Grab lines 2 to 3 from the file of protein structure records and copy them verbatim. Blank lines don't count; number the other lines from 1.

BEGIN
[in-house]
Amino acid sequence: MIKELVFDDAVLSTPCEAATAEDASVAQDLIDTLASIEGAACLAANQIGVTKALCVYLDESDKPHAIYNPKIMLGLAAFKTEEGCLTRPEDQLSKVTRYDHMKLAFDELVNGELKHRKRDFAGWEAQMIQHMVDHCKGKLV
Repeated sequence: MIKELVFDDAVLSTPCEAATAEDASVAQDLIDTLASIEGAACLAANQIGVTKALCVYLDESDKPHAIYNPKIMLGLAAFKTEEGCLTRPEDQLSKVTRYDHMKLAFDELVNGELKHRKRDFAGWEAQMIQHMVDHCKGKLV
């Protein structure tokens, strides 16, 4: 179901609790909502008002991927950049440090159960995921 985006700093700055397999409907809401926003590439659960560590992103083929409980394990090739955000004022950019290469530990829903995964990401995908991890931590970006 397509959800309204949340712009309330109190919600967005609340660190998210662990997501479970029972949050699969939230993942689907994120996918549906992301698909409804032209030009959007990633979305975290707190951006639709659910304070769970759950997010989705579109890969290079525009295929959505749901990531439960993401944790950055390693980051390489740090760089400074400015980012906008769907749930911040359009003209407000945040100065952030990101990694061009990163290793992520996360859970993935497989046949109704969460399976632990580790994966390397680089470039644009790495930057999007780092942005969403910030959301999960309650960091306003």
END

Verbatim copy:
Amino acid sequence: MIKELVFDDAVLSTPCEAATAEDASVAQDLIDTLASIEGAACLAANQIGVTKALCVYLDESDKPHAIYNPKIMLGLAAFKTEEGCLTRPEDQLSKVTRYDHMKLAFDELVNGELKHRKRDFAGWEAQMIQHMVDHCKGKLV
Repeated sequence: MIKELVFDDAVLSTPCEAATAEDASVAQDLIDTLASIEGAACLAANQIGVTKALCVYLDESDKPHAIYNPKIMLGLAAFKTEEGCLTRPEDQLSKVTRYDHMKLAFDELVNGELKHRKRDFAGWEAQMIQHMVDHCKGKLV